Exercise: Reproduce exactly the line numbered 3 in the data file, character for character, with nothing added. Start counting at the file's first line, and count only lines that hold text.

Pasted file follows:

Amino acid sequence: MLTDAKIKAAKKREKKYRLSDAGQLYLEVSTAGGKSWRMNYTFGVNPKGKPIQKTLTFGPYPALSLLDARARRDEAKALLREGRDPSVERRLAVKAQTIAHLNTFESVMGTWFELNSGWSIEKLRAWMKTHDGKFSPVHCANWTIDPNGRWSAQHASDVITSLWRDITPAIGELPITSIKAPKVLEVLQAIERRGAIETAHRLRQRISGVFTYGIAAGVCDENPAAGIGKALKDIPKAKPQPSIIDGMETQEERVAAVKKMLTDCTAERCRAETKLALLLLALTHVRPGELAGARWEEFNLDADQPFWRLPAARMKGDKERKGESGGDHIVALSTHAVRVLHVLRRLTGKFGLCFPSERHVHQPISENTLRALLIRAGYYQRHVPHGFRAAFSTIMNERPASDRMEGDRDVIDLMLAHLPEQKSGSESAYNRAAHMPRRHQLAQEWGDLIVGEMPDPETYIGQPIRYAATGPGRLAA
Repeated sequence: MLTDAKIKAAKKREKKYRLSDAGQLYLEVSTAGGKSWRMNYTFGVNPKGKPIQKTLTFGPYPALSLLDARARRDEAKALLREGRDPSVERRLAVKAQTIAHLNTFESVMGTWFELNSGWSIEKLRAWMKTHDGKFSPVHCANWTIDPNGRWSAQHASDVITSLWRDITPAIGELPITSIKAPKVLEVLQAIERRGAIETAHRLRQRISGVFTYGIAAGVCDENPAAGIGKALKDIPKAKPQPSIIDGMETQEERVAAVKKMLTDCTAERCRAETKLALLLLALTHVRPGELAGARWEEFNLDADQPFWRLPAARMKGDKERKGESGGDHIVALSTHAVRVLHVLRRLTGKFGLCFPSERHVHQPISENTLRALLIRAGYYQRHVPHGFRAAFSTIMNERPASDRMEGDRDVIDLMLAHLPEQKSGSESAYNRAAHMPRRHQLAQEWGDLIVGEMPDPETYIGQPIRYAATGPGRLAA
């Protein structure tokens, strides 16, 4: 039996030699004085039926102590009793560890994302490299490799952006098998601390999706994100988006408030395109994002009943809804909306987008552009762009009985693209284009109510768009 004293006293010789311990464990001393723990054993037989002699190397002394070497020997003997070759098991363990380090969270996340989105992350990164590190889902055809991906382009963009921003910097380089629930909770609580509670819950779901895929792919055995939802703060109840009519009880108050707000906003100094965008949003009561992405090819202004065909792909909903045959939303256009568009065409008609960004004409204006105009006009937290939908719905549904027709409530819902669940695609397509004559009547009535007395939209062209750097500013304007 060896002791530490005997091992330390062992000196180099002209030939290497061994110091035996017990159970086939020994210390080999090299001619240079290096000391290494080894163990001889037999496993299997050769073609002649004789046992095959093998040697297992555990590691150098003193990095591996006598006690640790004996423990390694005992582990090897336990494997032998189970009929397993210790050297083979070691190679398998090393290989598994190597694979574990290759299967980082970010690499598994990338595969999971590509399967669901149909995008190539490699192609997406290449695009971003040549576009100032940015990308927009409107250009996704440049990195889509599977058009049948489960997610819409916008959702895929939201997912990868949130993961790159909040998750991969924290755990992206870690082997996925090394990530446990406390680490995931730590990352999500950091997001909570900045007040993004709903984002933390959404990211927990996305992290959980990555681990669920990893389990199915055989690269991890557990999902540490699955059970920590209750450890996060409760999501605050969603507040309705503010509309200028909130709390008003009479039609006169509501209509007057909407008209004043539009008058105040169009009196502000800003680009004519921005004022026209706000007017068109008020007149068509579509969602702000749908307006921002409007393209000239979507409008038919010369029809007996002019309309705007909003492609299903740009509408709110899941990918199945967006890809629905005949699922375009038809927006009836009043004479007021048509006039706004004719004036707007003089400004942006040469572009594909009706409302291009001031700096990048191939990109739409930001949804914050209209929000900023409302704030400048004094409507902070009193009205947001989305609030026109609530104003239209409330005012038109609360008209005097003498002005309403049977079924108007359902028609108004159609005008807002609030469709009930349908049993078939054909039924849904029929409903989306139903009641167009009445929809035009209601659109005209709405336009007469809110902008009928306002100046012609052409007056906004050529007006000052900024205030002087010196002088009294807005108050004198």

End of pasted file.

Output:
């Protein structure tokens, strides 16, 4: 039996030699004085039926102590009793560890994302490299490799952006098998601390999706994100988006408030395109994002009943809804909306987008552009762009009985693209284009109510768009 004293006293010789311990464990001393723990054993037989002699190397002394070497020997003997070759098991363990380090969270996340989105992350990164590190889902055809991906382009963009921003910097380089629930909770609580509670819950779901895929792919055995939802703060109840009519009880108050707000906003100094965008949003009561992405090819202004065909792909909903045959939303256009568009065409008609960004004409204006105009006009937290939908719905549904027709409530819902669940695609397509004559009547009535007395939209062209750097500013304007 060896002791530490005997091992330390062992000196180099002209030939290497061994110091035996017990159970086939020994210390080999090299001619240079290096000391290494080894163990001889037999496993299997050769073609002649004789046992095959093998040697297992555990590691150098003193990095591996006598006690640790004996423990390694005992582990090897336990494997032998189970009929397993210790050297083979070691190679398998090393290989598994190597694979574990290759299967980082970010690499598994990338595969999971590509399967669901149909995008190539490699192609997406290449695009971003040549576009100032940015990308927009409107250009996704440049990195889509599977058009049948489960997610819409916008959702895929939201997912990868949130993961790159909040998750991969924290755990992206870690082997996925090394990530446990406390680490995931730590990352999500950091997001909570900045007040993004709903984002933390959404990211927990996305992290959980990555681990669920990893389990199915055989690269991890557990999902540490699955059970920590209750450890996060409760999501605050969603507040309705503010509309200028909130709390008003009479039609006169509501209509007057909407008209004043539009008058105040169009009196502000800003680009004519921005004022026209706000007017068109008020007149068509579509969602702000749908307006921002409007393209000239979507409008038919010369029809007996002019309309705007909003492609299903740009509408709110899941990918199945967006890809629905005949699922375009038809927006009836009043004479007021048509006039706004004719004036707007003089400004942006040469572009594909009706409302291009001031700096990048191939990109739409930001949804914050209209929000900023409302704030400048004094409507902070009193009205947001989305609030026109609530104003239209409330005012038109609360008209005097003498002005309403049977079924108007359902028609108004159609005008807002609030469709009930349908049993078939054909039924849904029929409903989306139903009641167009009445929809035009209601659109005209709405336009007469809110902008009928306002100046012609052409007056906004050529007006000052900024205030002087010196002088009294807005108050004198």